Saturday, July 23, 2011

"Suya" Meatballs

I tried another recipe from "Taste of Africa" the other day.  I was invited to a "tapas" party and decided these would be great to bring along with the "Harissa Chili Paste" as the recipe suggested. Although it seems like more of a sauce than a paste. The Harissa is also found in this cookbook. In many ways these meatballs are similar to most meatballs one is used to.  One major difference is though is the use of ground peanuts and there is no liquid involved. I had to use %93 percent lean ground beef because I could not find 80/20.  As a result they were a little on the dry side but still quite good. The recipe stated that these are typically cooked on the grill kabob style.  I chose to bake them in the oven at 400 degrees until browned.

Suya: popular in West Africa. Suya originated in northern Nigeria and Niger.
Courtesy: Justice Kamanga "Tastes of Africa"
1kg (2.2 lbs) minced (gr.) beef
1/2 c. roasted peauts, finely chopped
1/4 tsp chili powder
1 onion grated
salt and pepper
If grilling: 6 bamboo skewers
Preheat grill. In a bowl, combine the beef and other ingredients and shape into approximately 24 meatballs. Thread the meatballs onto the bamboo skewers.  Grill for about 10 min, then brush with the olive oil. Serve with Harissa Hot Chili Paste
If baking: Preheat oven to 400 and follow all other instructions except place meatballs on a cookie sheet and bake until browned.

Harissa Hot Chili Paste: popular in North Africa
Courtesy: Justice Kamanga "Tastes of Africa"

150 g. fresh red or green chilis, deseeded and finely chopped
2 cloves garlic, crushed
1 green pepper, grilled, skinned and chopped
1 red pepper, grilled, skinned and chopped
1/4 cup olive oil
2Tbsp finely chopped fresh coriander (cilantro)
1Tbsp sesame seeds, toasted
1Tbsp gr. cumin
sea salt
Combine all ingredients and leave to stand for at least 30 min. before using, for the flavors to develop.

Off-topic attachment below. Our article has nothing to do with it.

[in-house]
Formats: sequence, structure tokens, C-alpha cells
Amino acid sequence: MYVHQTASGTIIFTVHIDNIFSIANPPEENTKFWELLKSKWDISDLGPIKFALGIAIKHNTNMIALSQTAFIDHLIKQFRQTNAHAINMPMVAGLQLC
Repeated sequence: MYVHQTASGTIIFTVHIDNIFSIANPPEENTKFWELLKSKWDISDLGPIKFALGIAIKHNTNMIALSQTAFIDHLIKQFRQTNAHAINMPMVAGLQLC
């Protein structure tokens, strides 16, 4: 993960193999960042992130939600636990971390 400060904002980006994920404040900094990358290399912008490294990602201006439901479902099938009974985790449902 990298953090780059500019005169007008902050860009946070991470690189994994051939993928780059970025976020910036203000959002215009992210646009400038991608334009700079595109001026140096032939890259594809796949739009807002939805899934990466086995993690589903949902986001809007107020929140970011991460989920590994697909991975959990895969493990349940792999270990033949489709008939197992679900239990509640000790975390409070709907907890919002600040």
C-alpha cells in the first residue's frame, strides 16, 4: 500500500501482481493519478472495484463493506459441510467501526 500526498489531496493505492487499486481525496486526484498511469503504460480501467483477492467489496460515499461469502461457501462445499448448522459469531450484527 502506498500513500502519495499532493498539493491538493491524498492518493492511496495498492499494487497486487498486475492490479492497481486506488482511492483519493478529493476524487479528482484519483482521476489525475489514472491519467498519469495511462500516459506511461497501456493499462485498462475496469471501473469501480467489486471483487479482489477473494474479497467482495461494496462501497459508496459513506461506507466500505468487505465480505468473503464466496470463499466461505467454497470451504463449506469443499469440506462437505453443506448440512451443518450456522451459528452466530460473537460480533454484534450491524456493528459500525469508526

I made a few tweaks to this recipe some on purpose, and some not.  I used red jalapenos and green. I did not grill the bell peppers or take the skin off.  Instead I just used them raw.  To make that step of grilling easier I suppose that you could buy the jarred roasted peppers.  I'm sure my result was a different flavor but it was still very good.  I blended everything in the food processor.

Friday, July 22, 2011

Zimbabwean Chicken

I usually go in phases as to what I like to cook.  Lately it has been African food.  I hadn't been able to find any good cookbooks on African Food, until now.  I recently purchased "Tastes of Africa" by Justice Kamanga. I really like this cookbook because it is a great mix of "fusion" and "authentic".  The first recipe I tried was "Chicken Thighs and Spinach in Peanut Sauce" this is a Zimbabwean dish called "Dovi".  I served it with "Sadza" which is a finely ground corn flour mixture mixed with water and cooked until absorbed into a very thick paste.  It sort of reminds me a really thick grits. I could only find medium ground yellow corn flour.  This worked ok but next time I definitely need a finely ground white corn flour.

Here is the recipe for Dovi
courtesy: "Tastes of Africa" by Justice Kamanga

6 chicken thighs
4 Tbsp vegetable oil
3 onions, finely chopped
4 tomatoes, peeled and chopped
1/2 cup chicken stock
3 baby marrows (zucchini), sliced 1cm thick
1/4 cup peanut butter
1/2 tsp cayenne pepper
500 g shredded fresh spinach

Cut an "X" into the skin of each chicken thigh. Heat the oil in a frying pan and fry the chicken until well browned. Transfer the thighs to a pot and pour off most of the oil from the frying pan, leaving about 3Tbs. 
In the same pan, saute the onions over a low heat until soft, then add the tomatoes and stir until soft. Stir the chicken and simmer for 15 minutes. Add the baby marrows and peanut butter and stir until the peanut butter has dissolved.  Add the cayenne pepper and spinach, and simmer for approximately 5 minutes until the spinach has wilted. Add salt to taste. Serve with Sadza. Serves 4-6.

This makes a huge amount as you can see from the picture. I would definitely cut it in half next time.  I also added salt and pepper to the chicken before I fried it.  

Welcome to African Cooking Is Fun!

African cooking is fun!  It is also very healthy.  African food is traditionally high in fiber and low in saturated fats.  It is often gluten free and dairy free!  Just as important to many, it is budget friendly.  African cooking is exotic without having to use obscure ingredients you will never use again.  Once you invest in some good spices, the other ingredients can easily be found at most grocery stores.  I hope you will be inspired to enjoy African cooking in your home!